There is a debate about the role and cost effectiveness of targeted versus universal testing for C trachomatis. Targeted testing in other countries has reduced prevalence of infection, subsequent pelvic infection,7 and tubal pregnancies.8,9 Highest prevalences have been found in women under 29 years.10,11 However, because it has proved difficult to identify risk factors with high specificity and sensitivity, universal testing of young sexually active women has been advocated.12 Further, the high reinfection rate has led to the suggestion that sexually active adolescent women should be tested 6 monthly.13 In Victoria the Chlamydia Strategy suggests that universal testing becomes cost effective when the prevalence is above 2.1%.14
The objective of this study was to assess the role of targeted versus universal testing of women presenting to Family Planning Victoria (FPV). Specific aims were to determine the prevalence of C trachomatis and risk factors that could be used for targeting testing.
Women attending two metropolitan FPV sexual and reproductive health clinics with contrasting populations in Melbourne were studied. The first was an inner city clinic with a predominately adolescent population (93% female; 80% under 25 years; high proportion from socioeconomically disadvantaged areas). The second was a suburban clinic in a more affluent district with a wider age distribution (95% female; 35% under 25 years). The study was approved by the FPV ethics committee.
All women attending the clinics during a 5 week period in 2001 were asked to participate. Informed consent was obtained. Practitioners used a structured questionnaire to collect demographic and sexual history details from participants. These included age, genitourinary symptoms (vaginal discharge, dysuria, lower abdominal pain, intermenstrual bleeding, post-coital bleeding, and dyspareunia), sexual history details, barrier contraception use, time of last voiding, and reason for attendance.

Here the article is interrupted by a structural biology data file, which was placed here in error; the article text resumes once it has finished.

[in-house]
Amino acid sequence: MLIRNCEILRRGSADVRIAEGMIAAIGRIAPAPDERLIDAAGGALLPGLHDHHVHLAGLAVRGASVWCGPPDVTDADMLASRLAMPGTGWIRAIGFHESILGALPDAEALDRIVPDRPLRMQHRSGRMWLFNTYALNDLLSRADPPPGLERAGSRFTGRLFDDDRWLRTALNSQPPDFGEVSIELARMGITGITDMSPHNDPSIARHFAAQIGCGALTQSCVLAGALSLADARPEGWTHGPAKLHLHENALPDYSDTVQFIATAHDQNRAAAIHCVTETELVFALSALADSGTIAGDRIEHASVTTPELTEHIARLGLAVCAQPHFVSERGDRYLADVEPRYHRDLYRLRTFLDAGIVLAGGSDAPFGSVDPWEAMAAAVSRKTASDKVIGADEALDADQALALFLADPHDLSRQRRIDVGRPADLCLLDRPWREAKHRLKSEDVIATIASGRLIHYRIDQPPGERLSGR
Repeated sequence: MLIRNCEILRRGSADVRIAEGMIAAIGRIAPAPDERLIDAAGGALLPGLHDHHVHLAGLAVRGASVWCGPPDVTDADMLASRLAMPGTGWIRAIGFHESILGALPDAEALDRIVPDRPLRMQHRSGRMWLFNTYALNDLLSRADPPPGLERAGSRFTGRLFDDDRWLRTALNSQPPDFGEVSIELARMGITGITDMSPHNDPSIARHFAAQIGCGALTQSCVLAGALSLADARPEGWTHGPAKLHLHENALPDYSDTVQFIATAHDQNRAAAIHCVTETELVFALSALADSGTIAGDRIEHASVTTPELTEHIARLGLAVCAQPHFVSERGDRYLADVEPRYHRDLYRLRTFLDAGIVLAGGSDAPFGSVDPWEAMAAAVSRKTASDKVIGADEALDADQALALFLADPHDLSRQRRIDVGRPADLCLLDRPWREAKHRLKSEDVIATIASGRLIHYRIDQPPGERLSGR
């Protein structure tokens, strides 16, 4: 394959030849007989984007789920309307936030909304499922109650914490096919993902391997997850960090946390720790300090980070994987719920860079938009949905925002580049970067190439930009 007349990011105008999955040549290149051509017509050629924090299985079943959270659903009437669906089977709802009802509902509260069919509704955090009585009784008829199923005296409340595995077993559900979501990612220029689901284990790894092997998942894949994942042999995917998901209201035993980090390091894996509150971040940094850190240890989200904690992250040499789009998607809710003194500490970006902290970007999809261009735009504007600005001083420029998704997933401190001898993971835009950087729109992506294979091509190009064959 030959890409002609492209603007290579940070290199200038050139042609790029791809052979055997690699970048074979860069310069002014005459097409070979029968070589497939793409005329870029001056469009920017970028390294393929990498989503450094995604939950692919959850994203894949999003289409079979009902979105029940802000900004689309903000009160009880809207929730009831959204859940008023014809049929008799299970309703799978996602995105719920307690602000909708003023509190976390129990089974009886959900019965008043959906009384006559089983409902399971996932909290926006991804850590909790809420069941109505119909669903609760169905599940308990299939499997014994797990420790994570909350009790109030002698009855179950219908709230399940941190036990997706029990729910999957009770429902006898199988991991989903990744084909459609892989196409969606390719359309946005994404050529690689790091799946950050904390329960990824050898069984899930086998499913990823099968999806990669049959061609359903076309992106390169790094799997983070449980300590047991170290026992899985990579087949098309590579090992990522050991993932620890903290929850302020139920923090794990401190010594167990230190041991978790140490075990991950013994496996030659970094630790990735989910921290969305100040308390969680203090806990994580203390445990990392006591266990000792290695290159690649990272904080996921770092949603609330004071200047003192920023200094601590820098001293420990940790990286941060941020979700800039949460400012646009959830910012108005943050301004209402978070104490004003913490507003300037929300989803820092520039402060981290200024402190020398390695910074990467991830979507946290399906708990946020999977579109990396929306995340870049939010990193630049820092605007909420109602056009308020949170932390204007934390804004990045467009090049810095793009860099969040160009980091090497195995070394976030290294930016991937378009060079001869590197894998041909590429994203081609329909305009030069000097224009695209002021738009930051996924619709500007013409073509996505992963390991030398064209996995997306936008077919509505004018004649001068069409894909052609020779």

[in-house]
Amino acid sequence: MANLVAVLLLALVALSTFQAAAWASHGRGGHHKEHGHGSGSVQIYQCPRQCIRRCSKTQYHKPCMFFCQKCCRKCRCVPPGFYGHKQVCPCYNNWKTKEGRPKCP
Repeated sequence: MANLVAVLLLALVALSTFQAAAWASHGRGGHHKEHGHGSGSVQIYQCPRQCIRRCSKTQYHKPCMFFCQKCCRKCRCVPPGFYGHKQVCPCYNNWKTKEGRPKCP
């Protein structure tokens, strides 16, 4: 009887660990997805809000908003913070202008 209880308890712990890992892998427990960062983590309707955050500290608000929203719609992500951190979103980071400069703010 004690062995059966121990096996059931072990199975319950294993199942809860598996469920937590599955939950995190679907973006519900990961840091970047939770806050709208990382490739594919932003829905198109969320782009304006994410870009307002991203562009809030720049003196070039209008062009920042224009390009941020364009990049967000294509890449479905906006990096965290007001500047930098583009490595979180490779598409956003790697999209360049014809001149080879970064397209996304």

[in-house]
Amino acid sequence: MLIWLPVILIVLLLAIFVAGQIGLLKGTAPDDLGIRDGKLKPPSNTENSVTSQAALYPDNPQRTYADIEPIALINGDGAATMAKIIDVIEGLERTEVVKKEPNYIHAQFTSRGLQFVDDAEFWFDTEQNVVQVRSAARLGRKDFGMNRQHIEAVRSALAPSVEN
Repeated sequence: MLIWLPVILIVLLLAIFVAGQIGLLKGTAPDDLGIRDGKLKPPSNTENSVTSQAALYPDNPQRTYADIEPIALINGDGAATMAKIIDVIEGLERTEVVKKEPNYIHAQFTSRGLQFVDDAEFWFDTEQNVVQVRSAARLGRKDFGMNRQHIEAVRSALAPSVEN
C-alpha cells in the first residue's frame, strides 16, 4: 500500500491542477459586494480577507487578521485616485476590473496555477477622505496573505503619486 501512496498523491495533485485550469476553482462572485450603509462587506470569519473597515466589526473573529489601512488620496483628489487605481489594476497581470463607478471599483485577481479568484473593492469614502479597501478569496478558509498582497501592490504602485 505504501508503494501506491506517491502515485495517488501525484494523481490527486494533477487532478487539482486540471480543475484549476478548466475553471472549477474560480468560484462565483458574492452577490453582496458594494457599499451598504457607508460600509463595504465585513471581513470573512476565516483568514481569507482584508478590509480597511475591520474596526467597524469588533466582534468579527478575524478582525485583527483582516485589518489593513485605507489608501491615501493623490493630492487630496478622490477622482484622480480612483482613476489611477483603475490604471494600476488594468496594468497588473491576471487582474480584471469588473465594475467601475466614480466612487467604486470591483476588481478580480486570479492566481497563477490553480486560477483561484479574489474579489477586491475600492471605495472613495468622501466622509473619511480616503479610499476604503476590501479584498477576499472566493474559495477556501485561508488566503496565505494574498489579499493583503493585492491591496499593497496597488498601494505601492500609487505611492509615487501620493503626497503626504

A first pass urine was stored and transported at 4°C, and tested within 96 hours. Detection of C trachomatis was undertaken by polymerase chain reaction (PCR) using Cobas Amplicor (Roche Molecular Diagnostics) using an internal co-amplified control target. Samples with controls testing negative twice were designated unassessable. Positive tests were confirmed by ligase chain reaction (LCR) using Abbott LCx (Abbott Laboratories).
Women positive for C trachomatis were treated and screened for gonorrhoea, trichomonas, syphilis, hepatitis B, and HIV, and had contacts traced.
Analysis and statistics
Analysis was undertaken using stata v7.0. Associations between each risk factor and infection status were assessed using Pearson’s χ2 test. Odds ratios (OR) with 95% confidence intervals (CI) were calculated. Variables that showed any evidence of association with infection on univariate analysis (p value <0.1) were included in a multivariate logistic regression model.